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How to Grow Blue Japanese Roses

By Elizabeth Arnold ; Updated September 21, 2017
Blue roses will give your garden an exotic look.

The days of dyeing white roses blue with food coloring are over as you can now grow real blue roses in your garden. Japanese-based Suntory Flowers Limited created a natural blue rose called “Applause" using pansy genes. The roses feature a soft blue color and a delicate fragrance. Plant blue roses in your garden as an unexpected touch, and use the eye-catching blooms as home or special event decor. You can grow blue roses in the same manner as traditional roses.

Step 01

Choose a sunny section of your garden to plant the blue roses in, as all roses require at least six hours of direct sunlight a day. Be sure not to overcrowd the rose plants, which will hinder their growth.

Step 11

Soak the root system of a bare-root blue rose plant in a bucket of cool water one hour before planting it. Keep a potted blue rose plant well-watered and store it in a sunny location before transferring it to the garden.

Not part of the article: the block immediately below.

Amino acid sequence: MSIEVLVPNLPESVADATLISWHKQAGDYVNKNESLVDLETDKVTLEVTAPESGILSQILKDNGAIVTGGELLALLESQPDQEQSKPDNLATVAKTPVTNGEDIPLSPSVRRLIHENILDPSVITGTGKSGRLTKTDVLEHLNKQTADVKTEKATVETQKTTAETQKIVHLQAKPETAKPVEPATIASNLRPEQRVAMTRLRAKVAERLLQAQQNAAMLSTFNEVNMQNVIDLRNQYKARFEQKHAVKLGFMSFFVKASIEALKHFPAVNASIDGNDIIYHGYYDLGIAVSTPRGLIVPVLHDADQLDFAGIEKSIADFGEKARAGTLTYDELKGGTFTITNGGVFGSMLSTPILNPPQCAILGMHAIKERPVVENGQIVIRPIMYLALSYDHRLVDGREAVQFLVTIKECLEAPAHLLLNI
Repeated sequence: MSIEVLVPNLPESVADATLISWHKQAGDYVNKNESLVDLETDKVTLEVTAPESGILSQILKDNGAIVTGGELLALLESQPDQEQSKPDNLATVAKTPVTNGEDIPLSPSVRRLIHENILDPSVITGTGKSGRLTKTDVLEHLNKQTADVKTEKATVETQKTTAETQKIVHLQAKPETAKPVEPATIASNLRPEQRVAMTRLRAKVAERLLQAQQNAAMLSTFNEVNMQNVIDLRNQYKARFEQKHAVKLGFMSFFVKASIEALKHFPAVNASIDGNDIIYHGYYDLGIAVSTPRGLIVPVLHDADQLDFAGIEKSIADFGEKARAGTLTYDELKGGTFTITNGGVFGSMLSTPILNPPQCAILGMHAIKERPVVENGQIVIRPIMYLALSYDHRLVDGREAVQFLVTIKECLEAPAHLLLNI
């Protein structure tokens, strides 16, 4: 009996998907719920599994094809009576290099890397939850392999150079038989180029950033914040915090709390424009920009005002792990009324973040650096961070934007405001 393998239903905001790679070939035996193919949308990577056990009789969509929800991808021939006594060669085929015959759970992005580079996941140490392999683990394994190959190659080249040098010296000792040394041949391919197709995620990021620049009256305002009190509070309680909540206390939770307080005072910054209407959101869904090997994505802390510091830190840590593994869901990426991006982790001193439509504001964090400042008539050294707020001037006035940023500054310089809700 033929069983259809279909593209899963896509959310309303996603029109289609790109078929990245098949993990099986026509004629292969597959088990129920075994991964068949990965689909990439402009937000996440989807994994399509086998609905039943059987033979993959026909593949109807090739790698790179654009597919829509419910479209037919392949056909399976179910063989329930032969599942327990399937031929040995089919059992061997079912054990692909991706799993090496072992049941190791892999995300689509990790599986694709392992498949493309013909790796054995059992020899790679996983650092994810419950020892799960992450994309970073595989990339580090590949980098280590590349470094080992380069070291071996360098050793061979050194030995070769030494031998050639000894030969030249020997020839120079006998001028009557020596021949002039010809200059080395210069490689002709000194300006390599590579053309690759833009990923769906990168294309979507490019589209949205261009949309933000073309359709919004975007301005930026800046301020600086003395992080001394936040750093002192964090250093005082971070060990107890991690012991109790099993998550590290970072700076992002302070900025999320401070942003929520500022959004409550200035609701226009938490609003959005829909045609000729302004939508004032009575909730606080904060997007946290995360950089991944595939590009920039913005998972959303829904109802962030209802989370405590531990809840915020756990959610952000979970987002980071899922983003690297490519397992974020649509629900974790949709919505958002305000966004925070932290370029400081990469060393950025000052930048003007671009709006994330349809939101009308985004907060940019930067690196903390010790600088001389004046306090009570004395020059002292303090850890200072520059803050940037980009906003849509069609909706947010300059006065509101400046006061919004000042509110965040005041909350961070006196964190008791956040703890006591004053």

Step 21

Dig holes that are 18 inches wide and 15 inches deep per each rose plant using a small shovel. Space the holes 18 to 30 inches apart for optimum rose growth.

Step 31

Create a small mound of dirt in the center of a hole and insert a bare-root rose plant on top of it, spreading its root system over the soil. Place a potted rose plant into the hole so that the top of its soil ball is even with the ground.

Step 41

Shovel up to six inches of soil around each rose plant, filling the entire hole. Water each rose plant.


Things You Will Need

  • Blue rose plant
  • Bucket (optional)
  • Small shovel
  • Watering can


  • You can plant roses anytime between early spring to early autumn.

About the Author


Elizabeth Arnold has written for a wide variety of publications and websites. Her experience includes writing travel features for "Recommend" magazine and packaging marketing copy for both Metro-Goldwyn-Mayer and Warner Bros. consumer products. Recently, Arnold was a staff writer for "Special Events" magazine. Arnold studied English at the University of Wisconsin-Milwaukee.